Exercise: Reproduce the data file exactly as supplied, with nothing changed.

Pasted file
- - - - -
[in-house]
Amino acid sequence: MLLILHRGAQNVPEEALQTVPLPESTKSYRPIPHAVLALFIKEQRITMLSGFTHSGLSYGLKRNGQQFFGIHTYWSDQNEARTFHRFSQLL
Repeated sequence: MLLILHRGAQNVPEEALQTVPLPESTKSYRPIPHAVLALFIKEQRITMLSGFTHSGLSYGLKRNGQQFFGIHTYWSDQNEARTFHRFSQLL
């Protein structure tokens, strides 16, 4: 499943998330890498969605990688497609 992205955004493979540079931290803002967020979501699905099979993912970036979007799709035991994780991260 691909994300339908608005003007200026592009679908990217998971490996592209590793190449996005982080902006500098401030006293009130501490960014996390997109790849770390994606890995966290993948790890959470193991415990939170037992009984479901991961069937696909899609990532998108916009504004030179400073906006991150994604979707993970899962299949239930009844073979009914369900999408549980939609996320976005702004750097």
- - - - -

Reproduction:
[in-house]
Amino acid sequence: MLLILHRGAQNVPEEALQTVPLPESTKSYRPIPHAVLALFIKEQRITMLSGFTHSGLSYGLKRNGQQFFGIHTYWSDQNEARTFHRFSQLL
Repeated sequence: MLLILHRGAQNVPEEALQTVPLPESTKSYRPIPHAVLALFIKEQRITMLSGFTHSGLSYGLKRNGQQFFGIHTYWSDQNEARTFHRFSQLL
């Protein structure tokens, strides 16, 4: 499943998330890498969605990688497609 992205955004493979540079931290803002967020979501699905099979993912970036979007799709035991994780991260 691909994300339908608005003007200026592009679908990217998971490996592209590793190449996005982080902006500098401030006293009130501490960014996390997109790849770390994606890995966290993948790890959470193991415990939170037992009984479901991961069937696909899609990532998108916009504004030179400073906006991150994604979707993970899962299949239930009844073979009914369900999408549980939609996320976005702004750097």